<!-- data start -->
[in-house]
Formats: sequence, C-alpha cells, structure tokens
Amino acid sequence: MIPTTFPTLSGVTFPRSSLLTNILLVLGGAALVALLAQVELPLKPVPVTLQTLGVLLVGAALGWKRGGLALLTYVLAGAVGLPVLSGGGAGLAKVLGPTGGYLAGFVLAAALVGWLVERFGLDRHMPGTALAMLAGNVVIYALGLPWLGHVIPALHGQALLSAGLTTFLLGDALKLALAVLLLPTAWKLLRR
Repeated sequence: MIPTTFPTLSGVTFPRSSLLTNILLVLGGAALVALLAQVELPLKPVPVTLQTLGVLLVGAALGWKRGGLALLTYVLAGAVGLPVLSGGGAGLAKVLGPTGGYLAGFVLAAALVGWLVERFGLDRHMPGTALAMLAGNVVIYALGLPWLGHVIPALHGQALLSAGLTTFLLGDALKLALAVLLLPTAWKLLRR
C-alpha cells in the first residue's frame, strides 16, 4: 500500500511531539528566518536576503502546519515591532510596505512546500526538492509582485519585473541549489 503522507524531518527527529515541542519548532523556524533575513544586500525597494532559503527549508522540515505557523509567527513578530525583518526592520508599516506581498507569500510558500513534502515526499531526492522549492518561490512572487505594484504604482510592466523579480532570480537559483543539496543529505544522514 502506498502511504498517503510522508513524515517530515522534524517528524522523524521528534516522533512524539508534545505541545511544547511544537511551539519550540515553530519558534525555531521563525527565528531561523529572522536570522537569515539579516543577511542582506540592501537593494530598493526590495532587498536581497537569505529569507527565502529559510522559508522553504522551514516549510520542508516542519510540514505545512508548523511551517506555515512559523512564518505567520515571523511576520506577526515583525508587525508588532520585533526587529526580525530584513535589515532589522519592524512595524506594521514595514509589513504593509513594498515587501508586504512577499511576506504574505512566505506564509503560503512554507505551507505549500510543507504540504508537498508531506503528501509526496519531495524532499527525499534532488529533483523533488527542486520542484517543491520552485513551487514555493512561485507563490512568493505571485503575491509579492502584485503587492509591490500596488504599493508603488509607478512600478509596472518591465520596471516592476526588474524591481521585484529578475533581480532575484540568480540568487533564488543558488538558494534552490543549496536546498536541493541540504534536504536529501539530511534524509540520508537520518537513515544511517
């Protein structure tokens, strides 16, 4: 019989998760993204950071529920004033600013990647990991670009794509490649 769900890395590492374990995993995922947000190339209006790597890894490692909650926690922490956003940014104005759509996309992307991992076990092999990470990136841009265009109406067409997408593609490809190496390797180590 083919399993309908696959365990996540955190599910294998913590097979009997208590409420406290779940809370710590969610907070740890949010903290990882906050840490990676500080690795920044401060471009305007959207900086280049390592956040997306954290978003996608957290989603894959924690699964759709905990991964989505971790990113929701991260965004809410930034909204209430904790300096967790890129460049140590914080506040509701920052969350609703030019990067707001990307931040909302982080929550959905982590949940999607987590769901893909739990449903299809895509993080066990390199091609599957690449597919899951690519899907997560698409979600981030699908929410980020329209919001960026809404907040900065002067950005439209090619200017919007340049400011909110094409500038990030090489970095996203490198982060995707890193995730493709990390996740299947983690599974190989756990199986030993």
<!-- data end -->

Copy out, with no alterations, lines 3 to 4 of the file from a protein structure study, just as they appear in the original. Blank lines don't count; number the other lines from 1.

Amino acid sequence: MIPTTFPTLSGVTFPRSSLLTNILLVLGGAALVALLAQVELPLKPVPVTLQTLGVLLVGAALGWKRGGLALLTYVLAGAVGLPVLSGGGAGLAKVLGPTGGYLAGFVLAAALVGWLVERFGLDRHMPGTALAMLAGNVVIYALGLPWLGHVIPALHGQALLSAGLTTFLLGDALKLALAVLLLPTAWKLLRR
Repeated sequence: MIPTTFPTLSGVTFPRSSLLTNILLVLGGAALVALLAQVELPLKPVPVTLQTLGVLLVGAALGWKRGGLALLTYVLAGAVGLPVLSGGGAGLAKVLGPTGGYLAGFVLAAALVGWLVERFGLDRHMPGTALAMLAGNVVIYALGLPWLGHVIPALHGQALLSAGLTTFLLGDALKLALAVLLLPTAWKLLRR